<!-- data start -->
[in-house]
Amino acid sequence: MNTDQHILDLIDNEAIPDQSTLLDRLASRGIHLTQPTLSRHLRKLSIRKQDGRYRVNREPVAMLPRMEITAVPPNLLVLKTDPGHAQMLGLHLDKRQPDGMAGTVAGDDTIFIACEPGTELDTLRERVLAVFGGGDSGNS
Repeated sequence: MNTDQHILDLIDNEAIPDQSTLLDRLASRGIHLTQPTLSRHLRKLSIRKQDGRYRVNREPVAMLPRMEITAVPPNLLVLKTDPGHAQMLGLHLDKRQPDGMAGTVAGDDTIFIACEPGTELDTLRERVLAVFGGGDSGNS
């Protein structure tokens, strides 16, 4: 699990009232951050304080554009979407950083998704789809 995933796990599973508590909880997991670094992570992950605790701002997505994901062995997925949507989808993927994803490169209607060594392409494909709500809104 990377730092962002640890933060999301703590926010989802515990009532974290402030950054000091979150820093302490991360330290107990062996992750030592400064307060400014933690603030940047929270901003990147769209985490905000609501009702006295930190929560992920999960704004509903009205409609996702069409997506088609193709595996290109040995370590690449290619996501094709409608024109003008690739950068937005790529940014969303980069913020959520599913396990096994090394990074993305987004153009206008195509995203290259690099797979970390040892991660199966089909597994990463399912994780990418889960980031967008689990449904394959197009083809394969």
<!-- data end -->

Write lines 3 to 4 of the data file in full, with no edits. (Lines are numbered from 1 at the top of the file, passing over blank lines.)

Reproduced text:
Repeated sequence: MNTDQHILDLIDNEAIPDQSTLLDRLASRGIHLTQPTLSRHLRKLSIRKQDGRYRVNREPVAMLPRMEITAVPPNLLVLKTDPGHAQMLGLHLDKRQPDGMAGTVAGDDTIFIACEPGTELDTLRERVLAVFGGGDSGNS
């Protein structure tokens, strides 16, 4: 699990009232951050304080554009979407950083998704789809 995933796990599973508590909880997991670094992570992950605790701002997505994901062995997925949507989808993927994803490169209607060594392409494909709500809104 990377730092962002640890933060999301703590926010989802515990009532974290402030950054000091979150820093302490991360330290107990062996992750030592400064307060400014933690603030940047929270901003990147769209985490905000609501009702006295930190929560992920999960704004509903009205409609996702069409997506088609193709595996290109040995370590690449290619996501094709409608024109003008690739950068937005790529940014969303980069913020959520599913396990096994090394990074993305987004153009206008195509995203290259690099797979970390040892991660199966089909597994990463399912994780990418889960980031967008689990449904394959197009083809394969």